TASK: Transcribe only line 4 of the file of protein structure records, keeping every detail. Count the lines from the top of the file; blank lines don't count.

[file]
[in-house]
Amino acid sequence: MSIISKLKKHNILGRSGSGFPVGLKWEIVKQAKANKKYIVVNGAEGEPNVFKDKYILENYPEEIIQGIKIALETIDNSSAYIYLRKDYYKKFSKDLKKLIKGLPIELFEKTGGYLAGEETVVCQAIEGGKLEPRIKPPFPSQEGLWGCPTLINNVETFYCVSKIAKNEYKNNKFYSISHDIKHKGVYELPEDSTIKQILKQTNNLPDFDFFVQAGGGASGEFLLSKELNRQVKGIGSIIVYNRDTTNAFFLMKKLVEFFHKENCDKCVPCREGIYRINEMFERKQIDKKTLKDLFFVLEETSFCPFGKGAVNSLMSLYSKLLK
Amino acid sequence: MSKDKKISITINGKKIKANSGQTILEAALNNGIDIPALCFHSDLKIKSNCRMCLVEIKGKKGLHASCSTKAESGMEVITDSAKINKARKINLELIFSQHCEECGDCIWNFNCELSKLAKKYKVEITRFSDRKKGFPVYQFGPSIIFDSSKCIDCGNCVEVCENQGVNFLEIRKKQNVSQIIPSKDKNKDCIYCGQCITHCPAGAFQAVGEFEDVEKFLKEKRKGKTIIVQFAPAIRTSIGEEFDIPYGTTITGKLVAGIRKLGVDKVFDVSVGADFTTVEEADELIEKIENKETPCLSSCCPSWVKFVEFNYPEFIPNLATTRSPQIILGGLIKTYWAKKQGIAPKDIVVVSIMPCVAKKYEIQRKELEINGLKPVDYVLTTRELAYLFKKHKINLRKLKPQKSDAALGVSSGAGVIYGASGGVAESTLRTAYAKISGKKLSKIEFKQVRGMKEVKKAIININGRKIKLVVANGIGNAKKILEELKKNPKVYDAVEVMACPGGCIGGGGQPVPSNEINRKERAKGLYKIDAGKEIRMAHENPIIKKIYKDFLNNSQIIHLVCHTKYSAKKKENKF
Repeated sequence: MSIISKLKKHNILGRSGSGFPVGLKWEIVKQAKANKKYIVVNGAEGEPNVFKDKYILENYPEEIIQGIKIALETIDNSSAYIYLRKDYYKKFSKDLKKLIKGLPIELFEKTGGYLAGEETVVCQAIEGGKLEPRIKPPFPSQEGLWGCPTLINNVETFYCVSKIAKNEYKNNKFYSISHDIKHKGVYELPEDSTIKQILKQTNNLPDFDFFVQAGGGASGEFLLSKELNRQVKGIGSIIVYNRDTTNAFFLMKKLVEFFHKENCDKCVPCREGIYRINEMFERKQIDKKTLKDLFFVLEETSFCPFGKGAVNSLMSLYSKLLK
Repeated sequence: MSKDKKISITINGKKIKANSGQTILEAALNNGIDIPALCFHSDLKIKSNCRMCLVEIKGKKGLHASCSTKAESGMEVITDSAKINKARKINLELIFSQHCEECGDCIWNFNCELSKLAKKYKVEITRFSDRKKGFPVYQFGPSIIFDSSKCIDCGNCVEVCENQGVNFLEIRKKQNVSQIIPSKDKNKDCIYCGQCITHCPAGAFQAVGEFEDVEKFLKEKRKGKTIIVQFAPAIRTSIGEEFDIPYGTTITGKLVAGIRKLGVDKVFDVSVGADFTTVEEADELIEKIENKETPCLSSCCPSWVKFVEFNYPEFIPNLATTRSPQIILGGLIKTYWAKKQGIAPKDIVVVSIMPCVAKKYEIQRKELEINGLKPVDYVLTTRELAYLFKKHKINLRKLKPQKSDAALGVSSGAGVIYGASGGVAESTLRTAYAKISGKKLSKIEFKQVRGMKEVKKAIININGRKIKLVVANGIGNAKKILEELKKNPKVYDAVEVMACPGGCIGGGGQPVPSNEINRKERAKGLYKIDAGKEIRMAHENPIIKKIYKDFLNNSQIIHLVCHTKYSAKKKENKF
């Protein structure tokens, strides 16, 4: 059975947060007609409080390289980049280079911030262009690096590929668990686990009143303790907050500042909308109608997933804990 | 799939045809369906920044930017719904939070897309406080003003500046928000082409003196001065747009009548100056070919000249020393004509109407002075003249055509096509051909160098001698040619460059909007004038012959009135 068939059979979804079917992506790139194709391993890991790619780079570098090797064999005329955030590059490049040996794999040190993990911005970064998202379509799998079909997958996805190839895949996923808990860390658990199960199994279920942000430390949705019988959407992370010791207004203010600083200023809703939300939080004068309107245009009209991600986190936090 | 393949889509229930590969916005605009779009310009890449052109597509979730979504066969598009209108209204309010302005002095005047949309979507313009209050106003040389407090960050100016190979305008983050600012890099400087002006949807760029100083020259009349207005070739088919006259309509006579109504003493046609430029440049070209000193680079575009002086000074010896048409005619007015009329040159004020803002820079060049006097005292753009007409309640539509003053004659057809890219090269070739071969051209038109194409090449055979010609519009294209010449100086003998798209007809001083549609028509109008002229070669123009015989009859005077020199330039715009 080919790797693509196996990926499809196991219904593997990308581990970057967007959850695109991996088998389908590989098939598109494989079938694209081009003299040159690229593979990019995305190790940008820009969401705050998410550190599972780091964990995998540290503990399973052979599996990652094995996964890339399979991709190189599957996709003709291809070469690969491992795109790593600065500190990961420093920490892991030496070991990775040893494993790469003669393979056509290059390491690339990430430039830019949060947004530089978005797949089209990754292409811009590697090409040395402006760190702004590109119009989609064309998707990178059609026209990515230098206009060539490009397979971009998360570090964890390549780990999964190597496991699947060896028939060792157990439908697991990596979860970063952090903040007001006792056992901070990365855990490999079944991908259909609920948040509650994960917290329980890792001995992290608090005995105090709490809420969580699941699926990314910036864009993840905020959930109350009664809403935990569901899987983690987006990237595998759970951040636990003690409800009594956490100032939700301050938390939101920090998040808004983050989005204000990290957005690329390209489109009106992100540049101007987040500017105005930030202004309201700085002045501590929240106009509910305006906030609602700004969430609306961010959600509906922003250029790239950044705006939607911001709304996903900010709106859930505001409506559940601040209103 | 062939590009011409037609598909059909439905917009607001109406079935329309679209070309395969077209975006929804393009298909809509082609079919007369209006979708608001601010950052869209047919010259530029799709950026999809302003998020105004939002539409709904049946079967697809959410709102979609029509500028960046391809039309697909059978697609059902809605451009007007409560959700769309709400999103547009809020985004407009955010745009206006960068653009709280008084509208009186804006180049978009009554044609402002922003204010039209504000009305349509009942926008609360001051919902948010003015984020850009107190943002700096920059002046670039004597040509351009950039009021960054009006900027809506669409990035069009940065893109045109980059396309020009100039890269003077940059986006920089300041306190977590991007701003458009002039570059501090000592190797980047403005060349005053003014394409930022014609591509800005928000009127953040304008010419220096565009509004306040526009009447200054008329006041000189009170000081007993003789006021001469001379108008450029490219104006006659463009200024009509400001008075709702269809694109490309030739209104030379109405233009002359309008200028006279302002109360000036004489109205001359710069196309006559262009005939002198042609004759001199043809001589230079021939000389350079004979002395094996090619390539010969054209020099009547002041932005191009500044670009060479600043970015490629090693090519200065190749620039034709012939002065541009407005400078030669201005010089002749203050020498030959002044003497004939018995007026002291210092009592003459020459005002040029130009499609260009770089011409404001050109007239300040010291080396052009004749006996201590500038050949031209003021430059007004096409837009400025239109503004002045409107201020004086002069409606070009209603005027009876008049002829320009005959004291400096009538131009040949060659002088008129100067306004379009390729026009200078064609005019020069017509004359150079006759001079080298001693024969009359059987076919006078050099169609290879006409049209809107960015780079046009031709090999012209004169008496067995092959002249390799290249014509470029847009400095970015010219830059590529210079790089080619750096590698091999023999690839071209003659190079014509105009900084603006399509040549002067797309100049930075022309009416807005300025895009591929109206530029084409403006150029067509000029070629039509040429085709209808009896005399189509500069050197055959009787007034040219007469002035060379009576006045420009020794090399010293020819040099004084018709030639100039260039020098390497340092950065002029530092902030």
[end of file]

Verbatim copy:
Repeated sequence: MSIISKLKKHNILGRSGSGFPVGLKWEIVKQAKANKKYIVVNGAEGEPNVFKDKYILENYPEEIIQGIKIALETIDNSSAYIYLRKDYYKKFSKDLKKLIKGLPIELFEKTGGYLAGEETVVCQAIEGGKLEPRIKPPFPSQEGLWGCPTLINNVETFYCVSKIAKNEYKNNKFYSISHDIKHKGVYELPEDSTIKQILKQTNNLPDFDFFVQAGGGASGEFLLSKELNRQVKGIGSIIVYNRDTTNAFFLMKKLVEFFHKENCDKCVPCREGIYRINEMFERKQIDKKTLKDLFFVLEETSFCPFGKGAVNSLMSLYSKLLK